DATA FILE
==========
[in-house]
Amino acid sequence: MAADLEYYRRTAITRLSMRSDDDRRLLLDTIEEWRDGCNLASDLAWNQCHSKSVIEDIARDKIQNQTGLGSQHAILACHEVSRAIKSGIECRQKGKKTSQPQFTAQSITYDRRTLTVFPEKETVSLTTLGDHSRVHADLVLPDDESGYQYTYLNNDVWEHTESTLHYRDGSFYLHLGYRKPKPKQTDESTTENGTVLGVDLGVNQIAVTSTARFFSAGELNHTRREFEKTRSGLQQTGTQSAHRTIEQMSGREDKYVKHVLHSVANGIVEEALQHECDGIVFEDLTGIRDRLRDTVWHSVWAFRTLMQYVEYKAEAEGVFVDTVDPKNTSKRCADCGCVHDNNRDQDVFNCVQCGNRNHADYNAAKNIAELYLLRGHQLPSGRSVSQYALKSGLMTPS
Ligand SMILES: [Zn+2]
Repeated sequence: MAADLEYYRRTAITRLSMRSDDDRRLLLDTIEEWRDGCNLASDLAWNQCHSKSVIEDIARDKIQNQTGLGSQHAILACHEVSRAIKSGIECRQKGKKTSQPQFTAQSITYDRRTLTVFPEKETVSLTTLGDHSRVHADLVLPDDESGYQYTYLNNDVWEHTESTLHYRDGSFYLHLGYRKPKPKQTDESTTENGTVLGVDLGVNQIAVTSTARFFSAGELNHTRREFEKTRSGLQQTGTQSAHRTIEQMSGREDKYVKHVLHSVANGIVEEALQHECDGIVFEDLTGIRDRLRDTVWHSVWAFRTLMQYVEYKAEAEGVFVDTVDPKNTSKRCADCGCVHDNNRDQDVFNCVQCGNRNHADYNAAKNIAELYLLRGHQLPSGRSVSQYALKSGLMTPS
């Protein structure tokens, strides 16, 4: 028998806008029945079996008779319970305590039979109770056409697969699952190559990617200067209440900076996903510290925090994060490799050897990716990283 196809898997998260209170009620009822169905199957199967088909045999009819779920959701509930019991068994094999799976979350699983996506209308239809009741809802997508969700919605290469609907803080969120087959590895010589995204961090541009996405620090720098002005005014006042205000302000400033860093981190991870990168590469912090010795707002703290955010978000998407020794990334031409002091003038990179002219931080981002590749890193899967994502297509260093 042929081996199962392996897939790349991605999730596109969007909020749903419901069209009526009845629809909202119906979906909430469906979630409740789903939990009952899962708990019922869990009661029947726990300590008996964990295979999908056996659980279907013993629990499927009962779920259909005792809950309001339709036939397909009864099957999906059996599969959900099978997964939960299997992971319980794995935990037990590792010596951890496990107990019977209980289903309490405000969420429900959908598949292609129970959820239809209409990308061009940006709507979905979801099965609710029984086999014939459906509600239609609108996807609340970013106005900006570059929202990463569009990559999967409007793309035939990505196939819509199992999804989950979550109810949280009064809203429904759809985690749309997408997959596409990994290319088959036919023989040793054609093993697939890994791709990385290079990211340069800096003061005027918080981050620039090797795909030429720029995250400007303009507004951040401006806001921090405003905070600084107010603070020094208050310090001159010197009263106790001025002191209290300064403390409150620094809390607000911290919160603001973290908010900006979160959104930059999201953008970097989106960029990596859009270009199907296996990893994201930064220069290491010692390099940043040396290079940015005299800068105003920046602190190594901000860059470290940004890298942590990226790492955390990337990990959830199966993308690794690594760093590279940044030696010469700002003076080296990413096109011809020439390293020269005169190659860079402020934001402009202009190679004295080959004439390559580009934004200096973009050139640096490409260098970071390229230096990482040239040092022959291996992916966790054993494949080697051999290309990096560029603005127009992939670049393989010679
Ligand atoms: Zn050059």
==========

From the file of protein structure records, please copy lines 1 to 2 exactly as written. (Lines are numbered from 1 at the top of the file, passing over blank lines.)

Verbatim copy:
[in-house]
Amino acid sequence: MAADLEYYRRTAITRLSMRSDDDRRLLLDTIEEWRDGCNLASDLAWNQCHSKSVIEDIARDKIQNQTGLGSQHAILACHEVSRAIKSGIECRQKGKKTSQPQFTAQSITYDRRTLTVFPEKETVSLTTLGDHSRVHADLVLPDDESGYQYTYLNNDVWEHTESTLHYRDGSFYLHLGYRKPKPKQTDESTTENGTVLGVDLGVNQIAVTSTARFFSAGELNHTRREFEKTRSGLQQTGTQSAHRTIEQMSGREDKYVKHVLHSVANGIVEEALQHECDGIVFEDLTGIRDRLRDTVWHSVWAFRTLMQYVEYKAEAEGVFVDTVDPKNTSKRCADCGCVHDNNRDQDVFNCVQCGNRNHADYNAAKNIAELYLLRGHQLPSGRSVSQYALKSGLMTPS